The AirBnB was in a remodeled garage, which included plenty of appropriate space to work on my bike. I set about rebuilding it almost immediately. Except that the front derailleur had shifted slightly, the bike was in perfect condition when I removed it from the travel bag. I took my time rebuilding it, which included rewrapping the bars with fresh, white, cotton bar tape. The bars and stem wouldn’t fit in the bike bag (It’s designed for bikes with treadless stems.), so I put them in the bag with my clothes. Worried the brake levers might get damaged, I removed them and, thus, the bar tape, as well.

I spent the rest of the afternoon exploring the area, grocery shopping, unpacking and getting the lay of the land. I shot some photos of my new clothing and reassembled bike for social media and made my first-ever video of me talking about my bike.


I’m not one who feels comfortable talking on camera. (Although when I’ve had to do it for work, I’m usually pleased with the results.) I thought a look at the old Gios Torino bike I was planning to ride the cobbles with would be a nice thing to share with “the fans.” Unfortunately, my discomfort with watching myself on camera led me to wait to review the video until later. When I downloaded it the evening before the PRC, along with some video of me riding Carrefour de l’Arbre, I discovered the camera wasn’t even on when I was talking about the bike. I apparently double tapped the button, turning it on and off. All I got was a 9-second video of my bike sitting against the wall.

Day 2—Exploring Five-Star Cobbles

After a very good sleep, my second day in France began with a breakfast scrambled eggs, ham and cheese and a pain au chocolat. The coffee included with the stay was mediocre Nescafe pod stuff. Two cups of coffee made with two pods per cup were necessary to get the day started. Much to my surprise, this would not be the last bad coffee I’d have during my trip.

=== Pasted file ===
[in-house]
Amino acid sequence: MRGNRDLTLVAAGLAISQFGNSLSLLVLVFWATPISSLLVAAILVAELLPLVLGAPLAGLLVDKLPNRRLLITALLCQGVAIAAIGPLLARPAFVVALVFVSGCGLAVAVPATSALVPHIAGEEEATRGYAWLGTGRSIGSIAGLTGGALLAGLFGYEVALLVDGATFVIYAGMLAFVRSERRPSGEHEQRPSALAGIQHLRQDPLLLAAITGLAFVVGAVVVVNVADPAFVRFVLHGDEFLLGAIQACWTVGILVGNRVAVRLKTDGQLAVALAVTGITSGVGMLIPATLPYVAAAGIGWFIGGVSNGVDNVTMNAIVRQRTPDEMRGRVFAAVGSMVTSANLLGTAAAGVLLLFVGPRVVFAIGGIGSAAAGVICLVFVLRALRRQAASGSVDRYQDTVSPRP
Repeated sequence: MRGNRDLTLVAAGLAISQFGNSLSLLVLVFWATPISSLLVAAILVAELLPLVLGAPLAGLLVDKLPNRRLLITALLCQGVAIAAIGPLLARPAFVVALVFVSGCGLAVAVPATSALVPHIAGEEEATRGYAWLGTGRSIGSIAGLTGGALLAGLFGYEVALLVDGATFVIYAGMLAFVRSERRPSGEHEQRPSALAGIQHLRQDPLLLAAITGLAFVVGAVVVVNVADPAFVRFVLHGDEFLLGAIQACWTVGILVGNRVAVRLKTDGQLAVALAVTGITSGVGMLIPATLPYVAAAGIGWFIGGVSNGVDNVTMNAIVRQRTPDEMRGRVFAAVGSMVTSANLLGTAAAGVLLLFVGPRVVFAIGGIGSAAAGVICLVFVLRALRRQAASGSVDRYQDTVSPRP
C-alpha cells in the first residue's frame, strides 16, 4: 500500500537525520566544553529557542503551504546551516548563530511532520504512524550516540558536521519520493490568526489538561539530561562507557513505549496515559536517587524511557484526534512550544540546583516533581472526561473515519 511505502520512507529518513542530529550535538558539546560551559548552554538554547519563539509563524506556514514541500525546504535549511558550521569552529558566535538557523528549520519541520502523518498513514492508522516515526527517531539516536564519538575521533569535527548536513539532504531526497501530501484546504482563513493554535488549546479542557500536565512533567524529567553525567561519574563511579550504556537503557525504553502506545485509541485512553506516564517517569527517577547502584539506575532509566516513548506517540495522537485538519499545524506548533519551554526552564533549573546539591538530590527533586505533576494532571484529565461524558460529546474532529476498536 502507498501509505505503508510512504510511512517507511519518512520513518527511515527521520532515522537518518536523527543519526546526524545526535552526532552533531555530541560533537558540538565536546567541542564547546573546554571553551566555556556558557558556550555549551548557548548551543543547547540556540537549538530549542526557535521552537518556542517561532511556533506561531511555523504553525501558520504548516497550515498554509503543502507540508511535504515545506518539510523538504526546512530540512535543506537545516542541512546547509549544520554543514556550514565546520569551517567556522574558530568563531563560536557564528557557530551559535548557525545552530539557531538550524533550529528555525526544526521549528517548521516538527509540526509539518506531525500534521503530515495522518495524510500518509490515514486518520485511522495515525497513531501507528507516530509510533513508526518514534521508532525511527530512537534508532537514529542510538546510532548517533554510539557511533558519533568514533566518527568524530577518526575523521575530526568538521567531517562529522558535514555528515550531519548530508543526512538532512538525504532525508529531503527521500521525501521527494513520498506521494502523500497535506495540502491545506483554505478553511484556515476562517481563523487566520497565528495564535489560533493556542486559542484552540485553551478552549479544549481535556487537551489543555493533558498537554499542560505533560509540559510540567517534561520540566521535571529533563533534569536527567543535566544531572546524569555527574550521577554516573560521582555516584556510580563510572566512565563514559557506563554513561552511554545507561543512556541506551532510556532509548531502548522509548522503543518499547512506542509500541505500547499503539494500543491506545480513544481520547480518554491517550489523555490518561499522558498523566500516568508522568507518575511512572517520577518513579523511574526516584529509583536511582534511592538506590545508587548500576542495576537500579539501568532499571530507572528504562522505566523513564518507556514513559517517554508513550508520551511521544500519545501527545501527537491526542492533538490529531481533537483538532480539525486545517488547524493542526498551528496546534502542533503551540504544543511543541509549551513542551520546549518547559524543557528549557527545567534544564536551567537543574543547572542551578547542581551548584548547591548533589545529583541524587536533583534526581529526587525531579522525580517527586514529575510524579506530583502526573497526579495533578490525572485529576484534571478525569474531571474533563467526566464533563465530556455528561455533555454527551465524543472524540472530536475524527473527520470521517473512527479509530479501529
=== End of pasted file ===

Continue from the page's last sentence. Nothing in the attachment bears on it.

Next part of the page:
My plan for the day was pretty simple. I wanted to do some recon of Carrefour de l’Arbre and any other nearby cobbles, which my AirBnB host said was almost walking distance from the apartment. I also needed to find a grocery store larger than the small organic shop a couple blocks from where I was staying.

It was cold when I stepped outside. Very cold. But the sun was shining, so it was pleasant. The forecast called for a high of about 45ºF/7ºC. I was planning to do an “easy” spin, plus whatever it took to get over the cobbles, so I dressed warmly, choosing the new, long-sleeve, 1973 jersey from 2Velo and a pair of vintage Vittore Gianni tights. I used Apple Maps to find the famous bar located at the end of the infamously brutal, five-star, cobbled sector. The 20-minute ride to the cobbles was flat and pleasant, mostly on protected bike paths.

When I arrived, the Astana and UAE team buses were parked on the road bisecting cobbled sectors 25 and 26. Unfortunately none of the riders from either team were around. A handful of other cyclist were there riding, while a small number of fans walked the length of cobbles or waited in folding chairs along the route to catch a glimpse of any pros who might be out for a pre-race recon.

Without hesitation, I hopped on Carrefour de l’Arbre. I had seen the road on television and in videos many times before, but it was completely unfamiliar to me. Probably because I heading in the opposite direction the PRC and race would go.